metacognition: your thinking on your thinking

You can’t remember what you never paid attention to in the first place.   I said that in a conversation the other day while on a forested hike. And I know I read that somewhere, but I don’t remember what book I stole it from. Which makes me feel bad, because that wisdom is not mine, but I liked it enough to keep it and save it for myself. So, thank you books (in general) and to my reading habit.  I do remember this photograph from my archives.  I do remember taking it while in Malibu.  I don’t remember what day it was or if I had eaten a sandwich that day with Zuma Beach sand in it.  I do remember the feeling.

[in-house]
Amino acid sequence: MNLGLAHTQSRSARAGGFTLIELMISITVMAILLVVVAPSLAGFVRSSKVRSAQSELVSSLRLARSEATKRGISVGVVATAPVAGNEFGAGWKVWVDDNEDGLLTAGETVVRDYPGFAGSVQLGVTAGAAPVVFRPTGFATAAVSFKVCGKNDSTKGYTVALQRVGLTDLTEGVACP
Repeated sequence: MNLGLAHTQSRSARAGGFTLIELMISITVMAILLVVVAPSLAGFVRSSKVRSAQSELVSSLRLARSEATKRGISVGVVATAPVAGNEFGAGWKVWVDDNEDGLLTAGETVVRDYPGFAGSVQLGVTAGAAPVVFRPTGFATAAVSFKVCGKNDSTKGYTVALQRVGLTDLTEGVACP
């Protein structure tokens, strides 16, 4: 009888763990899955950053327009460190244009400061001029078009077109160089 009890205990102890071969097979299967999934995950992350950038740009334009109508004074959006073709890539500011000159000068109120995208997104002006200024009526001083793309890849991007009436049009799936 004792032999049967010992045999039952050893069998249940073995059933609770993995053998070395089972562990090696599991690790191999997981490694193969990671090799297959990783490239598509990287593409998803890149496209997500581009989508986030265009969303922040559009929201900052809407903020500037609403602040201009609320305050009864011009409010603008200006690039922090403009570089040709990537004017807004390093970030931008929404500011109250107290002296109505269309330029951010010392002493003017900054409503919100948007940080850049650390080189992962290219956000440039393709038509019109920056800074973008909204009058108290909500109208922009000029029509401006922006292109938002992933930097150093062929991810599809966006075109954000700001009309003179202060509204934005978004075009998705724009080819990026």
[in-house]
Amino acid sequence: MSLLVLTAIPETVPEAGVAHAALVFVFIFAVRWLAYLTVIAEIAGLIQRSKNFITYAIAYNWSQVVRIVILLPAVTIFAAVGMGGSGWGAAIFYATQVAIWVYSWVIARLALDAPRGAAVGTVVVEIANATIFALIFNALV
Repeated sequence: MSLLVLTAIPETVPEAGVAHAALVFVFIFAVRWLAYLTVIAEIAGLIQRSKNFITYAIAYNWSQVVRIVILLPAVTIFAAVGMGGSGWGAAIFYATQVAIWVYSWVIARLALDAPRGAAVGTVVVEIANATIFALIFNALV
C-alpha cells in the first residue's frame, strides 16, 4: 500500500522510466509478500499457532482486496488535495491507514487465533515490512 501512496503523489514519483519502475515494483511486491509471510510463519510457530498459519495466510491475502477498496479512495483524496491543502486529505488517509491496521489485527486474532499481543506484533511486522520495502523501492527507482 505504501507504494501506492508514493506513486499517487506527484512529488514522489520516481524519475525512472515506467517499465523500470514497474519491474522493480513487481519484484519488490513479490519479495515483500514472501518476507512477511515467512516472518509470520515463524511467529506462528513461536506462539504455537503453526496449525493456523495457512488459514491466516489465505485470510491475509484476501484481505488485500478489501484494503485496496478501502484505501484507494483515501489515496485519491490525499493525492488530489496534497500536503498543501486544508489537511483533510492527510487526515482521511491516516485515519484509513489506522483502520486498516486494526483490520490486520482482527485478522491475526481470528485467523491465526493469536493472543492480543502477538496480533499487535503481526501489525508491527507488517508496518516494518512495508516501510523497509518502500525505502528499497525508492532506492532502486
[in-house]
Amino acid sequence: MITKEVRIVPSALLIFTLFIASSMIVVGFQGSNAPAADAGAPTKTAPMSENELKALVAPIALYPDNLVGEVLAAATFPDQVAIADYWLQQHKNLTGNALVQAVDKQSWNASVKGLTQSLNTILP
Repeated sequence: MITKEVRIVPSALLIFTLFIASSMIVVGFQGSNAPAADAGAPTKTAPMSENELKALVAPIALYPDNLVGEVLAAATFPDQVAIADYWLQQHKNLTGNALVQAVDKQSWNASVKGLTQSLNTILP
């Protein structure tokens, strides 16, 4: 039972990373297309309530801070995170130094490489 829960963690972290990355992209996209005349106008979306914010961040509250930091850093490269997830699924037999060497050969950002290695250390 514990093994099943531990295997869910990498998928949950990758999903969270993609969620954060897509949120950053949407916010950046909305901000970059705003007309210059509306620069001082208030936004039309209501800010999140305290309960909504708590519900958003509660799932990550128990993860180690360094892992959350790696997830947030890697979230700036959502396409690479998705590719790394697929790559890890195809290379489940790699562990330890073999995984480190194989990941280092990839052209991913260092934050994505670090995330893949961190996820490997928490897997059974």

You can’t remember what you never paid attention to in the first place.

I said that in a conversation the other day while on a forested hike. And I know I read that somewhere, but I don’t remember what book I stole it from. Which makes me feel bad, because that wisdom is not mine, but I liked it enough to keep it and save it for myself. So, thank you books (in general) and to my reading habit.

I do remember this photograph from my archives.

I do remember taking it while in Malibu.

I don’t remember what day it was or if I had eaten a sandwich that day with Zuma Beach sand in it.

I do remember the feeling.


Memory has an emotional component to it that cements it in our brain.”
— Dr. Erin Clabough, neuroscientist

Go to any one of the Hidden Brain podcasts to expand what you think you know about yourself (or others).